...In 1999, Stephen Gately came out as gay.  It was one of the first times I'd had a crush on someone who turned out to be gay, but I didn't have a "broken heart" over it, as the papers suggested fans at the time would.  I was proud of him - hugely so - for being true to who he was.  No, what broke my heart was what happened ten years later, when Stephen died suddenly from a congenital heart defect.  he was just 33.  The press had a field day before the cause of death was known, claiming that his was a "troubling" death, involving drugs, alcohol and his sexuality.  It was no such thing.  It was just a tragic twist of fate.

Last night, I discovered that Stephen Gately had been afraid of the dark and didn't like sleeping alone.  When Boyzone went on tour, the other band members would take turns to sleep in Stephen's room so that he wouldn't be by himself.  On the night before his funeral, the rest of the band carried Stephen's coffin into the church where the service was to be held.  And then, with sleeping bags and pillows, they bedded down and slept on the church floor, so that for one last time, they could ensure that Stephen wasn't alone in the dark.


Sleep soundly, Stephen.

2. "Football's Coming Home" (even though it didn't)...

I still pretty much idolise these guys.

Football passed me by for the first half of the 90s.  I knew Gazza had cried during Italia 90, but I just didn't get the nation's obsession with the "Beautiful Game."  Then Euro 96 happened.

I don't know quite what caused my obsession - maybe I should blame David Baddiel, Frank Skinner and The Lightning Seeds for creating quite probably the greatest football single ever, in Three Lions.  But whatever the reason, 13 year old me fell in love with football during Euro 96 and I've never really fallen back out.

Nowadays, we kind of expect England to do badly.  But back in the 90s, we had a pretty strong team and hope was high.  We had a genuine belief in the team that, sadly, is lacking today.

Euro 96 was going pretty well, too.  It was on home turf (that might be another reason I got so into it, actually) and the nation began to hold its breath, thinking maybe, maybe, this time it wouldn't all end in tears. 

Then we met Spain in the quarter finals.  It was a nail-biting game, which ended in penalties.  Any England supporter will be happy to give you a list of things they'd rather do than watch England in a penalty shoot-out and it will probably feature things like "stick pins in my own eyes" or "swallow razor blades."

That penalty shoot-out is etched in my memory for one reason.  And I can sum that reason up in two words:  STUART. PEARCE.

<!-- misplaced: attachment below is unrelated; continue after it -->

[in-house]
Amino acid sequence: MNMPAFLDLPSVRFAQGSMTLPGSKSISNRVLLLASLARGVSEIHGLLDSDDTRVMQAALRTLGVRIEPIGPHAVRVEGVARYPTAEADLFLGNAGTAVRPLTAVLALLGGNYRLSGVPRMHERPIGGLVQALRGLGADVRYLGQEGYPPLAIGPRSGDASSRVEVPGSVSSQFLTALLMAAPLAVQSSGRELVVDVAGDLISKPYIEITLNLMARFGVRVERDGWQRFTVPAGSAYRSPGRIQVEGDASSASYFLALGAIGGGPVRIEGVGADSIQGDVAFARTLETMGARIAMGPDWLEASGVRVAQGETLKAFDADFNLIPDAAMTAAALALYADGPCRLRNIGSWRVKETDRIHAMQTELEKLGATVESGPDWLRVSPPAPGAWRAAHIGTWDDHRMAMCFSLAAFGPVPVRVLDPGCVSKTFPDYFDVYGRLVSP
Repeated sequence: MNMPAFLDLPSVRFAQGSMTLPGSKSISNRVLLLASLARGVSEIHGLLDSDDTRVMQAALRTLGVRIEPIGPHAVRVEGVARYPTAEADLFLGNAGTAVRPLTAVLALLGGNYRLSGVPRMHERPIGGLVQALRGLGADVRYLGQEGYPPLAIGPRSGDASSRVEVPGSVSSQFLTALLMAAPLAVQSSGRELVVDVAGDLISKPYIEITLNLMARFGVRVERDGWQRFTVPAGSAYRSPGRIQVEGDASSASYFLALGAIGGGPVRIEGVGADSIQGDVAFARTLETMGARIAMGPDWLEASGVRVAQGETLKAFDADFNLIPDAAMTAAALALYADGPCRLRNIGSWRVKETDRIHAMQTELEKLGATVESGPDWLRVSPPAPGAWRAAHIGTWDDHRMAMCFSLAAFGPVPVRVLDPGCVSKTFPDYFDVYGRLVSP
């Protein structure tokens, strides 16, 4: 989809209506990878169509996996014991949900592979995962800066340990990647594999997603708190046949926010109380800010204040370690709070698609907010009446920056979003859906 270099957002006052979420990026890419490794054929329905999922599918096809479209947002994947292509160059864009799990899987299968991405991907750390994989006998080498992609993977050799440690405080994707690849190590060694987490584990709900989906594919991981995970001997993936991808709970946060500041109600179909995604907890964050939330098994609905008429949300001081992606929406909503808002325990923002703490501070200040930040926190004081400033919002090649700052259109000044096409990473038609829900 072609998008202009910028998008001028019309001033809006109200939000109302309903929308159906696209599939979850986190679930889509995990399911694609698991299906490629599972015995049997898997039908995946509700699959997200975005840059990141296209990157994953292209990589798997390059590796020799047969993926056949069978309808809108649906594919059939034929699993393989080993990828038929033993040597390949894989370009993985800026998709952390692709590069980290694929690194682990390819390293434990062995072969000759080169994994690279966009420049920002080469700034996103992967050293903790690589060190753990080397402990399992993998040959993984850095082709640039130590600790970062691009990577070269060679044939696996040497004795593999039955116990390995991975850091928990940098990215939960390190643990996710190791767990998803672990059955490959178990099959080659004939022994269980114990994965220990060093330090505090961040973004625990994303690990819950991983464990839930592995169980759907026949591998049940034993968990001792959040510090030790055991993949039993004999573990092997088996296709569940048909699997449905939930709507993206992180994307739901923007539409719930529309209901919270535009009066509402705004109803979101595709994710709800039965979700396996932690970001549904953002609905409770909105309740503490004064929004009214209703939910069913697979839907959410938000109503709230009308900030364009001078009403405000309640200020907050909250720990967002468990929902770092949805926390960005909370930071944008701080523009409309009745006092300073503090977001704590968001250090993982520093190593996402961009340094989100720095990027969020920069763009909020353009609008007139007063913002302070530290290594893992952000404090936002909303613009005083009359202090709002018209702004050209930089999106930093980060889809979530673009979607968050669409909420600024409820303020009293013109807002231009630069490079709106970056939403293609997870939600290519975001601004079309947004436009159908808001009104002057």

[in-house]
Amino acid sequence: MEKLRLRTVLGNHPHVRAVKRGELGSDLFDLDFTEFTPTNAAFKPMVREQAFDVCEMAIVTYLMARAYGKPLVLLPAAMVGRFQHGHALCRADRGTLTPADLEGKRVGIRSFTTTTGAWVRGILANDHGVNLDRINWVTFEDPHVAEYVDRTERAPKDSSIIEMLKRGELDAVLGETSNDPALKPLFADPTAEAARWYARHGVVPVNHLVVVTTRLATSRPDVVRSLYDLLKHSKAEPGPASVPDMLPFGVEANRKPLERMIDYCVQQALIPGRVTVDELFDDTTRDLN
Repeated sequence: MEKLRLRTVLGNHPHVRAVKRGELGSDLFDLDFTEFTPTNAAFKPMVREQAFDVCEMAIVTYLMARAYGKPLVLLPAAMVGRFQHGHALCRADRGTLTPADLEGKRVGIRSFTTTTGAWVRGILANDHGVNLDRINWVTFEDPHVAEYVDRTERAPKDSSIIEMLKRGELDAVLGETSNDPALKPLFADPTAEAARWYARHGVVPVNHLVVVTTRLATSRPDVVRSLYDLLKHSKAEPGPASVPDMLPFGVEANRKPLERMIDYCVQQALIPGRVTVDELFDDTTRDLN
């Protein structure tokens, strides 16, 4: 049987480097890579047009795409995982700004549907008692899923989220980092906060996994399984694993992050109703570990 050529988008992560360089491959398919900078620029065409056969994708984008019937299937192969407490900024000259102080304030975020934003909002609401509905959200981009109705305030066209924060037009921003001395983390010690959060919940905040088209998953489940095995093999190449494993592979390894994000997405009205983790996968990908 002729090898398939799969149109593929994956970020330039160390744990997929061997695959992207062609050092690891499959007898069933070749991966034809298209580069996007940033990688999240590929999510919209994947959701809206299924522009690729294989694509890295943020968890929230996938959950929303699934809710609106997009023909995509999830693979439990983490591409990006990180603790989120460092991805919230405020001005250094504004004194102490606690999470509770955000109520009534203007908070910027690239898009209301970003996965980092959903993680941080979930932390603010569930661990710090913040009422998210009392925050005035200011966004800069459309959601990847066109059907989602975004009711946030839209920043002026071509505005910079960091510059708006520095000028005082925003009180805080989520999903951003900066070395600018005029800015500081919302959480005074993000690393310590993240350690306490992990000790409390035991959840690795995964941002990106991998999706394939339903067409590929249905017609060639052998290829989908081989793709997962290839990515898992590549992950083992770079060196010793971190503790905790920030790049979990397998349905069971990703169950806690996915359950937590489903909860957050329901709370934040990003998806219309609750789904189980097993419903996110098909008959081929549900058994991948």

Pearce had been involved in England's losing penalty shoot-out during Italia 90, when the team had crashed out and missed their place in the World Cup final.  Stuart Pearce had taken one of those penalties and missed.  It wasn't just Gazza who famously cried as he left the pitch.

So, when Stuart Pearce stepped up to take a penalty in that Euro 96 quarter final, I can still vividly remember my dad holding his hands up over his eyes and shrieking: "OH NO!"

And then this happened...

He didn't just score.  He blasted that ball into the back of the net and the passion and relief etched all over his face in the moments afterwards brought tears to my eyes then and frankly, it still does now.  There was a man who embodied those three lions on his chest.  My fledgling love of football was galvanised in that moment and it's Stuart Pearce who remains my ultimate footballing hero.

Which of course made it all the more painful when we crashed out of the tournament in the semi finals.  On penalties.  Again.  This time it was Gareth Southgate whose miss sent England home and I still feel sorry for him, all these years later.  I cried myself to sleep that night and I still haven't forgiven Andreas Moller.

By the time the World Cup rolled around in 1998, I was cocky enough to consider myself to really know my stuff.  Confident enough to argue with boys at school as to who Glenn Hoddle would play upfront.

"Shearer and Owen," the boys insisted, as we skipped lessons and crammed into a lecture theatre to watch the team's first game of the tournament (we lived in an age where supporting the team in the World Cup was classed by our teachers as more important than school work, apparently).  "Micheal Owen is the kid everyone's talking about; he's going to play upfront with Shearer."

I sat and shook my head and told them: "Michael Owen is untested at this level.  Teddy Sherringham has a known partnership with Alan Shearer.  Hoddle won't risk putting a newbie upfront straight away.  He'll come on after half time."

In short, I was right and those boys were all wrong.  HA!

But all that paled into insignificance when our boys later met Argentina.  David Beckham kicked out like a petulant brat (and briefly became the most hated man in England) and got a red card for his troubles and we went out on penalties.  AGAIN.  And I cried myself to sleep.  AGAIN.